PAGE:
• Examples of articles coated in accordance with this invention include chromium-aluminum alloys used as construction materials for automotive catalytic converters or as high temperature components in new-generation fuel cell systems, coal combustion and turbomachinery equipment or in applications used in high temperature or oxidative environments. Other examples of articles include titanium alloys which are used in compressor components in turbine engines and power generation equipment and in exhaust structures for aircraft systems.
  • Aspects of the invention are illustrated but not limited by the following examples.
  • EXAMPLE 1
  • Two coating precursor solutions were prepared having different aluminum to phosphorus atomic ratios. A first low phosphorus sol-gel precursor solution was prepared by adding 150.05 grams of aluminum nitrate nonahydrate (GFS Chemicals, Powell, Ohio) to 500 milliliters of anhydrous ethanol. In a separate container, 56.78 grams of phosphorus pentoxide (Sigma Aldrich, St. Louis, Mo.) were dissolved in 500 milliliters of anhydrous ethanol in an inert atmosphere glove box and then the two solutions were combined and stirred under reflux conditions for 16 hours. The resulting 0.4 molar (48.78 g/L) low phosphorus precursor solution had an aluminum to phosphorus atomic ratio of 1.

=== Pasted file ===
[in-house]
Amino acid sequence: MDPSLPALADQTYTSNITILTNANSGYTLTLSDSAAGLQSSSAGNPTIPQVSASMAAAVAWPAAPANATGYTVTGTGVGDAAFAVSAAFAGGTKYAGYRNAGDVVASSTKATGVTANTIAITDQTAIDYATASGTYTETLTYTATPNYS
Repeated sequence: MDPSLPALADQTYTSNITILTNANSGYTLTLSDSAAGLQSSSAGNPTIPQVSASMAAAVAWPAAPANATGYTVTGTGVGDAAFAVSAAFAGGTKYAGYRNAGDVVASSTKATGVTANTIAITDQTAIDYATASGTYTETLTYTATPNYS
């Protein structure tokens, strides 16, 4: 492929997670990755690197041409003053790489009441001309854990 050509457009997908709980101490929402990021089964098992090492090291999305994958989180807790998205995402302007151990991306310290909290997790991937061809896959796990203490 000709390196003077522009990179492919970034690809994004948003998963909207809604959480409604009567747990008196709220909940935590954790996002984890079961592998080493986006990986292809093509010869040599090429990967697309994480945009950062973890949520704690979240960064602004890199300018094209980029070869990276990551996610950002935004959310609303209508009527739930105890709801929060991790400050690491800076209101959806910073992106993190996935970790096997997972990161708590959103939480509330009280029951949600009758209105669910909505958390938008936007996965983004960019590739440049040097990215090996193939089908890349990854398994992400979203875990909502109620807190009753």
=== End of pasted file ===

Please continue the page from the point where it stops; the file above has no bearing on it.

• A second phosphorus-rich sol-gel precursor solution was prepared by adding 187.56 grams of aluminum nitrate nonahydrate (GFS Chemicals, Powell, Ohio) to 500 milliliters of anhydrous ethanol. In a separate container, 141.94 grams of phosphorus pentoxide (Sigma Aldrich, St. Louis, Mo.) were dissolved in 500 milliliters of anhydrous ethanol in an inert atmosphere glove box and then the two solutions were combined and stirred under reflux conditions for 16 hours. The resulting 0.5 molar (96.46 g/L) phosphorus-rich precursor solution had an aluminum to phosphorus atomic ratio of 0.5.
  • EXAMPLE 2
  • In a manner described in Example 1, two coating precursor solutions were prepared having different aluminum to phosphorus atomic ratios. A first low phosphorus sol-gel precursor solution was prepared using 150.05 grams of aluminum nitrate nonahydrate and 28.38 grams of phosphorus pentoxide separately dissolved ethanol. The resulting combined, stirred, and refluxed 0.4 molar (34.59 g/L) low phosphorus precursor solution had an aluminum to phosphorus atomic ratio of 2.